Odette is a 1950 British war film based on the true story of Special Operations Executive French-born agent Odette Sansom, who was captured by the Germans in 1943, condemned to death and sent to Ravensbrück concentration camp to be executed. However, against all odds she survived the war and testified against the prison guards at the Hamburg Ravensbrück trials. She was awarded the George Cross in 1946; the first woman ever to receive the award, and the only woman who has been awarded it while still alive.
Anna Neagle plays Odette Sansom and Trevor Howard plays Peter Churchill, the British agent she mainly worked with and married after the war. Peter Ustinov plays their radio operator Adolphe Rabinovitch. Colonel Maurice Buckmaster, who was head of the SOE's French Section, played himself in the film, as did Paddy Sproule, another FANY female SOE agent.
Anna Neagle as Odette Sansom
Trevor Howard as Captain Peter Churchill
Marius Goring as Colonel Henri (Hugo Bleicher)
Bernard Lee as Jack
Peter Ustinov as "Arnaud" (Adolphe Rabinovitch)
Maurice Buckmaster as Himself
Alfred Schieske as Camp Commandant Fritz Suhren
Gilles Quéant as Jacques
Marianne Walla as SS Wardress
Fritz Wendhausen as Colonel
The film was directed by Herbert Wilcox, and the screenplay by Warren Chetham-Strode was based on Jerrard Tickell's non-fiction book Odette: The Story of a British Agent. It was jointly produced by the husband and wife team Herbert Wilcox and Anna Neagle.
Neagle was originally reluctant to play the role so Wilcox offered it to Michele Morgan and Ingrid Bergman, both of whom turned it down. Eventually when the real Odette suggested Neagle play her, Neagle agreed.
Both Odette Sansom (by then Odette Churchill) and Peter Churchill served as technical advisors during the filming, and the film ends with a written message from Odette herself. Samson and Neagle spent considerable time in France, visiting locales associated with the story. Samson later said that Neagle "was absolutely into it. In fact it took one year after the end of the film to get back to normal, she was more upset by doing that film than I was reliving the experience." Samson said that she lobbied intensely for the film not to be made in Hollywood, for fear that it would be fictionalised, and that she was pleased by the result.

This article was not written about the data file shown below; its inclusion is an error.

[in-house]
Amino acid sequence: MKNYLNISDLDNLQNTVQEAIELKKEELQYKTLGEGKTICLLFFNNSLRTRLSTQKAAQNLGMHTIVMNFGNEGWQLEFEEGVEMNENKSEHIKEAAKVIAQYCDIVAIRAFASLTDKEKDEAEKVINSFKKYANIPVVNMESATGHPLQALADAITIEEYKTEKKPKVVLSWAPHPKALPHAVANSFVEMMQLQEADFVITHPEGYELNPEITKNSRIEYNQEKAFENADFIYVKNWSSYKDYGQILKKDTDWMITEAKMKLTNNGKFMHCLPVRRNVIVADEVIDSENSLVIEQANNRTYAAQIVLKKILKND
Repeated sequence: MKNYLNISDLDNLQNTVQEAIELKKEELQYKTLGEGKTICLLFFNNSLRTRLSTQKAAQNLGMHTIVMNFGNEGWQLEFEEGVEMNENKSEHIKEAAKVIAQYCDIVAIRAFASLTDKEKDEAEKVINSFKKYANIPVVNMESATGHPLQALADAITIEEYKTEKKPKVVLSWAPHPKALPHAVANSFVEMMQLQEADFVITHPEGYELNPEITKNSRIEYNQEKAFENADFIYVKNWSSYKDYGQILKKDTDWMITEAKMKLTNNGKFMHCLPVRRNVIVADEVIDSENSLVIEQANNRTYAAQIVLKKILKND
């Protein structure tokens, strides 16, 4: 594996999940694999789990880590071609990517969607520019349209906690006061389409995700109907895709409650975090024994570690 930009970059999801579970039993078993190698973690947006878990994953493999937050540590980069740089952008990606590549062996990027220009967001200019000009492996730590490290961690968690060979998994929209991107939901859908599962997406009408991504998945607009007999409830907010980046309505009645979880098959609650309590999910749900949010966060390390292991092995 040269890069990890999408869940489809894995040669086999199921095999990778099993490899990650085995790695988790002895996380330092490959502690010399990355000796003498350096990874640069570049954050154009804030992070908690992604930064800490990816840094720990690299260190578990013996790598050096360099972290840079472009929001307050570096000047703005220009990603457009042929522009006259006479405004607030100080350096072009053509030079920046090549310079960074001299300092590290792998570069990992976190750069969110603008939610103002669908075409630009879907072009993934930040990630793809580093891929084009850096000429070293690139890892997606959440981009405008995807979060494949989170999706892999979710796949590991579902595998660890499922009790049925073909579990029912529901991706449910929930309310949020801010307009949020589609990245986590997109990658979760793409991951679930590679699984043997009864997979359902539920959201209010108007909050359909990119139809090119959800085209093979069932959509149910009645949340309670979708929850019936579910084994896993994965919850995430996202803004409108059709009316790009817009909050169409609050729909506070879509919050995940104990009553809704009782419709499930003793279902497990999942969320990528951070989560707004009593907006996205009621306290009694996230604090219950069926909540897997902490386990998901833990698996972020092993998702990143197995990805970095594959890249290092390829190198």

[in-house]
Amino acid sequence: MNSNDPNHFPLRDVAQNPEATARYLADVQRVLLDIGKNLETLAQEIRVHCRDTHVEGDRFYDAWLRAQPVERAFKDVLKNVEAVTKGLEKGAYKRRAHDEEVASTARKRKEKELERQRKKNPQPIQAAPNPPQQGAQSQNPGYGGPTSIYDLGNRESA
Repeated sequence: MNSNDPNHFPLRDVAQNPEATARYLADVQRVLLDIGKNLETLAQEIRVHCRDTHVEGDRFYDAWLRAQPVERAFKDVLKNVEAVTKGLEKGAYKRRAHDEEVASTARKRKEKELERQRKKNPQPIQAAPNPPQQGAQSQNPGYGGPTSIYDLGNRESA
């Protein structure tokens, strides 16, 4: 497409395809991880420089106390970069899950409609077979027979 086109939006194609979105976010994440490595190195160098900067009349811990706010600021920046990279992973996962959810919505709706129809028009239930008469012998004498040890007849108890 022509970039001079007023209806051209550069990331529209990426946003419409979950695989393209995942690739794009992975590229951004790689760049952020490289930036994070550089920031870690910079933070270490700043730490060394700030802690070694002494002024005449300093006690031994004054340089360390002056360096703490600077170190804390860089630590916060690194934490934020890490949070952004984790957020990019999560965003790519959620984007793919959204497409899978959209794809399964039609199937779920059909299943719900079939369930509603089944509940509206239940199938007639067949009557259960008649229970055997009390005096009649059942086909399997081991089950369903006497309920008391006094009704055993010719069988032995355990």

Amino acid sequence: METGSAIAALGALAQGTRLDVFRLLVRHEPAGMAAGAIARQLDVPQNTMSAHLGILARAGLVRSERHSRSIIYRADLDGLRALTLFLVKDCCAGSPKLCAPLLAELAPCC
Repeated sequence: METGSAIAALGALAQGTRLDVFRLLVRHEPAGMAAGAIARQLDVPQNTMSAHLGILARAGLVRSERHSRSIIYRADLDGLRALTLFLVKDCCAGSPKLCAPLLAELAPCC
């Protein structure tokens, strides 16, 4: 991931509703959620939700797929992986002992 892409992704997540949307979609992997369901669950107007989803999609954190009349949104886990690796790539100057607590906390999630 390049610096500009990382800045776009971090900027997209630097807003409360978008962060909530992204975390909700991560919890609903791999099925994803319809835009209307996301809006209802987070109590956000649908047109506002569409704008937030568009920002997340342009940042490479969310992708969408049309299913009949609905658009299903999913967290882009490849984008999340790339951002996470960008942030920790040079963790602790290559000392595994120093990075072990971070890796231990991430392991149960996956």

The film was the fourth most popular movie at the British box office in 1950. Wilcox later said it was his most profitable film.
New York Times critic Bosley Crowther said that the film portrays "a pretty punk secret agent" who "lacks the wit or caution to avoid a most obvious trap that is set for her" by Henri. Crowther wrote that "the point of the picture, so far as we can see, is to get Miss Neagle into prison, as quickly as possible, so she can suffer elaborately. And this she does, like the stalwart and noble lady-actress that she is. For the rest of the picture, Miss Neagle is tortured—and so are we."
The end of the film contains a title card saying as follows:
"It is with a sense of deep humility that I allow my personal story to be told. I am a very ordinary woman to whom a chance was given to see human beings at their best and at their worst. I knew kindness as well as cruelty, understanding as well as brutality. My comrades, who did far more than I and suffered far more profoundly, are not here to speak. It is to their memory that this film has been made and I would like it to be a window through which may be seen those very gallant women with whom I had the honour to serve."